The resulting photo is vague and obscure, like our identity and memory. Both are layered with first impressions filtered by inaccurate memory, intervening experience, and retrospective understanding, like Polovic’s images. The basic image remains, but the perhaps indisputable reality at the time of its occurrence is at best unstable and probably no longer relevant.
At another level, these works question the generally unchallenge assumptions of traditional photography as a medium that captures the reality of the moment and freezes it in time for permanence. But in reality, what can we really hold forever?
Woodruff, on the other hand, throws reality into the wind. His process in this latest series is to take pictures of hundreds of flowers, print them on paper, cut the flowers by hand and place them in groups collaged on several glasses a few inches apart. .. He also trains light between layers to illuminate the flowers in different ways. Finally, his camera sits directly above the layered composition, so the resulting single image actually looks down on the layer.
In that case, view a flat image to determine which flower is at what depth, or whether the flower image is actually adjacent to another image on the same layer or through multiple layers. You will not be able to. These images are pure artifacts, but they bend our minds in ways that deprive us of our perceptual abilities. Our brains and eyes cannot pinpoint what we are seeing, what the front line is, and what the background is.
Woodruff’s previous series, which applied the same process to photographs of the night sky, moonlight, or sunlight stars, was more for me, mainly due to the added perceptual confusion that it actually appeared to emit spots of light. It remains interesting. A small LED bulb behind the print. It’s not that these aren’t interesting. they are. And they have a chaotic lush thing that catches the flowers at the most ripe moments – bright, fully open, on your face – which inevitably means corruption and death, and things are impermanent. Point to. We can see them both as fertility and funerals.
Like all the artists mentioned above, in fact, like the photographic medium itself, Brock’s work is about something that’s gone. For many years he has been assigned a camera to shoot a particular event or story, so he has carved out space to focus on details that are literally overlooked. I say that what literally looks like an abstract composition is genuine but closely observed.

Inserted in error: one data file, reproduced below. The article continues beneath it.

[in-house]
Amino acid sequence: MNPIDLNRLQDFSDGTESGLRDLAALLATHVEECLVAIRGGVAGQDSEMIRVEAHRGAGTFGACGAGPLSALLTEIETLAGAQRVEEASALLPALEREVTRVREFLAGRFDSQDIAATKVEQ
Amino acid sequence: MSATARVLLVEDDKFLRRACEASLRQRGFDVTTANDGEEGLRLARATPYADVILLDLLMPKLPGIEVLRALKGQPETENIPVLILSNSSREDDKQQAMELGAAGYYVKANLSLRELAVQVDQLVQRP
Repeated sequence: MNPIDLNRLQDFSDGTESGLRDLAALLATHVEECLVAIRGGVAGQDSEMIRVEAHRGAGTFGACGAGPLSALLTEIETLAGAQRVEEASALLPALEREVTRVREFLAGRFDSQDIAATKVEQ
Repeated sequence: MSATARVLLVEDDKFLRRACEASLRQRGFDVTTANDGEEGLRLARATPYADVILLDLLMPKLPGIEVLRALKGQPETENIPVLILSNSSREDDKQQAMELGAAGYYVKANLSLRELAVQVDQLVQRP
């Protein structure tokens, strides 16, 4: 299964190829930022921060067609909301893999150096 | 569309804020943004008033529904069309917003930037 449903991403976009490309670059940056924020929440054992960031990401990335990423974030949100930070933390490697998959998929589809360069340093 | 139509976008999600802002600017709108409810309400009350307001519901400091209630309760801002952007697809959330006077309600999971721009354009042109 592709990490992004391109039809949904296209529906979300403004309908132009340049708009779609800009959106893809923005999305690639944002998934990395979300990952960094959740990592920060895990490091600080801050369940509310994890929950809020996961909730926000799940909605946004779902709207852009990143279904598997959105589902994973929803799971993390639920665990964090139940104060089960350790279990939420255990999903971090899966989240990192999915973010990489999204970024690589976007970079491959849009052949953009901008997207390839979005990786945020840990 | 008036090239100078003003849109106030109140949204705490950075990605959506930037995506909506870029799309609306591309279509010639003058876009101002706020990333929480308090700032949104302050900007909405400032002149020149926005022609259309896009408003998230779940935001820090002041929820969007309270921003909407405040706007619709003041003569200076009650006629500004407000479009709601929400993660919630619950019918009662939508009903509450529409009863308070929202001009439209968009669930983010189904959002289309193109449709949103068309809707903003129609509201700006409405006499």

As he says about the work he was filming (Camden’s abandoned boathouse), “everyone went out for lunch, like noon on Tuesday 1990, and never came back.” That experience is represented here in a photo that is a detailed hyper-close-up inside a boathouse office drawer. There, the mouse chewed and scattered the bristles of someone’s brush.
At first glance, “Draftman’s Brush Hair # 2” looks like a black-and-white line drawing by Miro, or the same draftsman’s pencil on gray paper. Our proximity to dusty, bristle-studded drawers becomes completely abstract – again like memory – and captures the moment of expiration. The same thing happens with scratched images of walls in Tanzania, tar paper patterns on the roofs of Cleveland buildings, and so on.
Last but not least, there are two large-format works by Portland-based beloved photographer Barbara Goodbody. She has been experimenting with her photographic media since attending Rockport’s main photography workshop in 1986. (Currently called Main Media Workshop + College, there is currently an exhibition curated by Bruce Brown at Cove Street Arts until July 30th, showing the work of various graduates.)
In these two images, Goodbody used a common plastic camera when shooting sunrises in the western desert while he was in motion. You can’t get anything more temporary. The 2009 “Sunrise I” is stunning and looks like a picture of Georgia O’Keeffe in the sunlight shining through the cut between the two mesas. Sunlight appears as a dazzling, near-nuclear explosion in the upper center of the image, with a single hot ray splitting the two land masses.
This image has tremendous power, abstracting natural phenomena and, in the process, conveys the intensity of the image more effectively than if she were stationary and clicked on the camera. We would not have been aware of the fact that heat and light move and burn. I also understand that, like a bolt of lighting, I see something happening in an instant. Prank is not intended.
Jorge S. Arango has been writing about art, design and architecture for over 35 years. He lives in Portland. His contact information is: [email protected]